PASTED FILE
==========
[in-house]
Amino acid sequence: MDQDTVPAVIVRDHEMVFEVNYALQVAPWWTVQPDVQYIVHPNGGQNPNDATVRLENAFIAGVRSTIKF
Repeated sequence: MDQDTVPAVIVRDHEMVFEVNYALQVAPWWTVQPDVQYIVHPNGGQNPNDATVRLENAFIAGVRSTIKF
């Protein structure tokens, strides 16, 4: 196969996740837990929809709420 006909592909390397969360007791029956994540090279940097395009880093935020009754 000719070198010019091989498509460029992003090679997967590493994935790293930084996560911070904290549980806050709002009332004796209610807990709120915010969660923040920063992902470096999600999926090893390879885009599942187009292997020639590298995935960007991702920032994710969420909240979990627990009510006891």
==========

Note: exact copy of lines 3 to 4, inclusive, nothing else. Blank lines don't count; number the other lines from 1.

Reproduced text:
Repeated sequence: MDQDTVPAVIVRDHEMVFEVNYALQVAPWWTVQPDVQYIVHPNGGQNPNDATVRLENAFIAGVRSTIKF
């Protein structure tokens, strides 16, 4: 196969996740837990929809709420 006909592909390397969360007791029956994540090279940097395009880093935020009754 000719070198010019091989498509460029992003090679997967590493994935790293930084996560911070904290549980806050709002009332004796209610807990709120915010969660923040920063992902470096999600999926090893390879885009599942187009292997020639590298995935960007991702920032994710969420909240979990627990009510006891």